Several international airlines and airports affected by a U.S. ban on laptops and other large electronic devices have moved quickly to put new security measures in place so their customers can once again bring devices on board when they fly.
Officials with the Department of Homeland Security confirmed Monday that six carriers and six international airports will no longer have to abide by the ban that was put into place amid concerns that terrorists could use the devices to conceal explosives.
“We commend the six airlines and airports [that have enhanced security and had restrictions lifted] for working swiftly to implement these additional measures,” said David Lapan, a spokesman for DHS. “Their efforts are a model for both foreign and domestic airlines looking to adopt the new measures and are indicative that airlines committed to passenger safety can quickly raise the security bar.”
The six airlines are Emirates Air, Etihad Airways, Kuwait Airways, Royal Jordanian, Qatar Airways and Turkish Airways. The international airports are Ataturk International (Turkey), Abu Dhabi International (United Arab Emirates), Dubai International (United Arab Emirates), Hamad International (Qatar), Kuwait International (Kuwait) and Queen Alia International (Jordan).
— Emirates airline (@emirates) July 5, 2017
In addition, the BBC reported that Saudi Arabian carrier Saudia had indicated it expected to be released from the ban on July 19. Reuters reported that Royal Air Maroc also said it believes the restrictions will be lifted for its flights out of Casablanca by the same date.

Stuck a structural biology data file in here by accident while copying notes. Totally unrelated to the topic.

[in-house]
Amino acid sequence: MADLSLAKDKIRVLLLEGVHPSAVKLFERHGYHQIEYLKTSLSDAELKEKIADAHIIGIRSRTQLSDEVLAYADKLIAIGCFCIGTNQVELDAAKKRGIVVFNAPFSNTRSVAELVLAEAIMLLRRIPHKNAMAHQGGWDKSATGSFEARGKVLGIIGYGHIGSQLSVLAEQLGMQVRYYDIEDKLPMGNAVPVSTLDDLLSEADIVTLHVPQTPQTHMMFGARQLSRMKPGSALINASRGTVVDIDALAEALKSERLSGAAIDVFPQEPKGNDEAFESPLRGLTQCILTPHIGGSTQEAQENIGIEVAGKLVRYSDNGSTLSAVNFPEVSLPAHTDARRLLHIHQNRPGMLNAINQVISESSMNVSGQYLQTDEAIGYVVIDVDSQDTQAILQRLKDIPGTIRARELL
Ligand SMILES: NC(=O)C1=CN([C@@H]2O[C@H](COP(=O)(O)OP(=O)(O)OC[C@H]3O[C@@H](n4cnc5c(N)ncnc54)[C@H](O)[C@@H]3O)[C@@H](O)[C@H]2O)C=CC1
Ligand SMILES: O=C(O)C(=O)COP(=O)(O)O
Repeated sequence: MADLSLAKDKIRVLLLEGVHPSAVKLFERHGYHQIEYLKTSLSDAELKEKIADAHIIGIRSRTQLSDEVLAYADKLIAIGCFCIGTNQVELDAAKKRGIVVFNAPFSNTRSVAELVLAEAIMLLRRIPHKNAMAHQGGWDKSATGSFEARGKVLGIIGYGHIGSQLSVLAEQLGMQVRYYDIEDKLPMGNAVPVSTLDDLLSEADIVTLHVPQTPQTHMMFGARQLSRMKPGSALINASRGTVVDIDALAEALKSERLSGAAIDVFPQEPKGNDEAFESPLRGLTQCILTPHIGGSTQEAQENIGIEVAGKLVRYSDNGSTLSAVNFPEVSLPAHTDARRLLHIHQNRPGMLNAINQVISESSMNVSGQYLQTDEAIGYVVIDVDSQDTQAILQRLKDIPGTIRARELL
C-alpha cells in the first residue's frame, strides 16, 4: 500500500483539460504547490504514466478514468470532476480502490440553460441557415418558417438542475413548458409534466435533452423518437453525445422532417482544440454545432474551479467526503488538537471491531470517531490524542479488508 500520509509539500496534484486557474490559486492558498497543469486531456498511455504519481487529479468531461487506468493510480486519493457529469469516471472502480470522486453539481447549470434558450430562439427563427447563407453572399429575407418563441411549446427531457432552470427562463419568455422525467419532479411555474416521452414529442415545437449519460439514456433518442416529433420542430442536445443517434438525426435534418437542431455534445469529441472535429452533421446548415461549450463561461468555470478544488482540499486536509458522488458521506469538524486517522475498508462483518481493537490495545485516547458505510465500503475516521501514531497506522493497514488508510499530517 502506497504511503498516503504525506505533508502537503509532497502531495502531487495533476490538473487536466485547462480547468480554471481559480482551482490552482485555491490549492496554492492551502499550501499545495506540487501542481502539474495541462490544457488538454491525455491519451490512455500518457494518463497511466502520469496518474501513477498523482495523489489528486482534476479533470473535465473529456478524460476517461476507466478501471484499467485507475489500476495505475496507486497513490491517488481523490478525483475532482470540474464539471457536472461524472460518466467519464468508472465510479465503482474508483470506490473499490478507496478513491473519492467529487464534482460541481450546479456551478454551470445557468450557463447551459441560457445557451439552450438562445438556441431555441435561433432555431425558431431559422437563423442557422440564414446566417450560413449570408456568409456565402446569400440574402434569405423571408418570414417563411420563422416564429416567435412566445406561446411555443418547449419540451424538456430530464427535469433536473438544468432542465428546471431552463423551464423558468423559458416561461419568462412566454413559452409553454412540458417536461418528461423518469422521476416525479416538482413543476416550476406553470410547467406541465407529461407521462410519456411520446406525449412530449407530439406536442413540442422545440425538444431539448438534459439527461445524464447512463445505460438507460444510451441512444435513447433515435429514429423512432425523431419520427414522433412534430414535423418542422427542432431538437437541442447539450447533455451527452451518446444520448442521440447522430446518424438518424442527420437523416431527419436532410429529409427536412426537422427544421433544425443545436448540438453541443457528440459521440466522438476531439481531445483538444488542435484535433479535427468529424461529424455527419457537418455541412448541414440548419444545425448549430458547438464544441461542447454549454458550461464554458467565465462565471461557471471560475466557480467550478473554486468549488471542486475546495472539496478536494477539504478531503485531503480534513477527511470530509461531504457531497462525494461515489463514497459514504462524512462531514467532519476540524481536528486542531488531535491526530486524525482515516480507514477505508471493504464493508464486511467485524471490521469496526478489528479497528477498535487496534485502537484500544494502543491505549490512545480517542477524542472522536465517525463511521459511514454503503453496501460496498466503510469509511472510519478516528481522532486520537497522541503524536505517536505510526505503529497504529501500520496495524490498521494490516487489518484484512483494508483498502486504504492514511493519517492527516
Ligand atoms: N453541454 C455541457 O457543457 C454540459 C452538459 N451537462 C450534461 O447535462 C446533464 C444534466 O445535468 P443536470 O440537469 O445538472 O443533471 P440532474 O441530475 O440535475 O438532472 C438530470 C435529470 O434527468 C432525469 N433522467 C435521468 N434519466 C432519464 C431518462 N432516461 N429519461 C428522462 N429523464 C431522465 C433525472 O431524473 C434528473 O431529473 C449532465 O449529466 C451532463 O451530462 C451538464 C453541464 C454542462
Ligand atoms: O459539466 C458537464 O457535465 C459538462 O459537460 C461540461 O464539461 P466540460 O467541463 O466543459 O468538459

“The United States is approaching these enhancements in phases,” Lapan added. “Some, like the measures being implemented by these airlines, were required immediately, while others will be implemented over time in coordination with our international partners.”
The original ban affected 10 airports in eight mainly Muslim countries. The ban has not yet been lifted at airports in Egypt, Saudi Arabia and Morocco.
DHS Secretary John Kelly had been weighing a plan to expand the laptop ban to all international flights into and out of the United States. But after consulting with international partners and industry representatives, Kelly concluded that the security goals could be met by “raising the bar” overall at airports.
The goal, he said, was to balance passenger safety with concerns about intelligence reports that terrorists are working to develop ways to use electronic devices as weapons. Senior homeland security officials said the hope is that the new requirements — which could mean additional screening of laptops and more bomb sniffing canines at airports worldwide — will not mean longer waits for travelers or significantly increase cost for airlines and airports.
Kelly said the goal was to do away with the piecemeal approach to airport security.
“We cannot play international whack-a-mole with each new threat,” he said.
Under Kelly’s new plan, the ban could be lifted for airlines and airports that put the new measures in place. However, those carriers and airports that declined to follow the new security directives could be banned from allowing passengers to carry any large electronic devices aboard their flights — or even lose their clearance to operate flights to the United States, homeland security officials said.
Senior DHS officials said U.S. officials worked closely with their international counterparts and industry representatives to craft the new protocols. The goal was to balance passenger safety with concerns about terrorists using electronic devices as weapons. The hope is that the new requirements will not mean longer waits for travelers or significantly increase cost for airlines and airports.
Lapan emphasized that DHS continues to work with its partners: “Over the course of the next several weeks and months, DHS/TSA will work with aviation stakeholders to ensure these enhanced security measures are fully implemented.”